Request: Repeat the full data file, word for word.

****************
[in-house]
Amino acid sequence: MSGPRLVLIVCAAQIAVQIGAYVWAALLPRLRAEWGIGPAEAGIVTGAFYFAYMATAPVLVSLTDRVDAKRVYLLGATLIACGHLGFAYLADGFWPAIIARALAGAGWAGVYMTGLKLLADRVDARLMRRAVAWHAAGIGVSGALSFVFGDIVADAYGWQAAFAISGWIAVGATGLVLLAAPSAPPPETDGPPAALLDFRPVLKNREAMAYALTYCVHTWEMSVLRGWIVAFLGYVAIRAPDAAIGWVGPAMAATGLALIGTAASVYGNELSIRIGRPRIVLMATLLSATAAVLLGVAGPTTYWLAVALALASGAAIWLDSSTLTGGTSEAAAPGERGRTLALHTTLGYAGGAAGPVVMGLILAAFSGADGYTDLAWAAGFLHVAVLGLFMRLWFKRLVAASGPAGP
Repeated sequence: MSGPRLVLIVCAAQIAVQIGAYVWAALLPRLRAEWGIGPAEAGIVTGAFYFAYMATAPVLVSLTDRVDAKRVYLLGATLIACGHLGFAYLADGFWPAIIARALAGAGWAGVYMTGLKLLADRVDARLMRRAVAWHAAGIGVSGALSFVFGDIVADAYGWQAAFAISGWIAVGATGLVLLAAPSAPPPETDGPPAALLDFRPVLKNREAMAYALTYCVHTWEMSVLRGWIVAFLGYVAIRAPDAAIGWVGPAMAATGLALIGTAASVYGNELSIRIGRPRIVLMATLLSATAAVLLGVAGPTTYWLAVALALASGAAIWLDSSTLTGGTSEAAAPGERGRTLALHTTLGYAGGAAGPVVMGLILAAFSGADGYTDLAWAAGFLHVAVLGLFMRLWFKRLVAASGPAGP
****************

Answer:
[in-house]
Amino acid sequence: MSGPRLVLIVCAAQIAVQIGAYVWAALLPRLRAEWGIGPAEAGIVTGAFYFAYMATAPVLVSLTDRVDAKRVYLLGATLIACGHLGFAYLADGFWPAIIARALAGAGWAGVYMTGLKLLADRVDARLMRRAVAWHAAGIGVSGALSFVFGDIVADAYGWQAAFAISGWIAVGATGLVLLAAPSAPPPETDGPPAALLDFRPVLKNREAMAYALTYCVHTWEMSVLRGWIVAFLGYVAIRAPDAAIGWVGPAMAATGLALIGTAASVYGNELSIRIGRPRIVLMATLLSATAAVLLGVAGPTTYWLAVALALASGAAIWLDSSTLTGGTSEAAAPGERGRTLALHTTLGYAGGAAGPVVMGLILAAFSGADGYTDLAWAAGFLHVAVLGLFMRLWFKRLVAASGPAGP
Repeated sequence: MSGPRLVLIVCAAQIAVQIGAYVWAALLPRLRAEWGIGPAEAGIVTGAFYFAYMATAPVLVSLTDRVDAKRVYLLGATLIACGHLGFAYLADGFWPAIIARALAGAGWAGVYMTGLKLLADRVDARLMRRAVAWHAAGIGVSGALSFVFGDIVADAYGWQAAFAISGWIAVGATGLVLLAAPSAPPPETDGPPAALLDFRPVLKNREAMAYALTYCVHTWEMSVLRGWIVAFLGYVAIRAPDAAIGWVGPAMAATGLALIGTAASVYGNELSIRIGRPRIVLMATLLSATAAVLLGVAGPTTYWLAVALALASGAAIWLDSSTLTGGTSEAAAPGERGRTLALHTTLGYAGGAAGPVVMGLILAAFSGADGYTDLAWAAGFLHVAVLGLFMRLWFKRLVAASGPAGP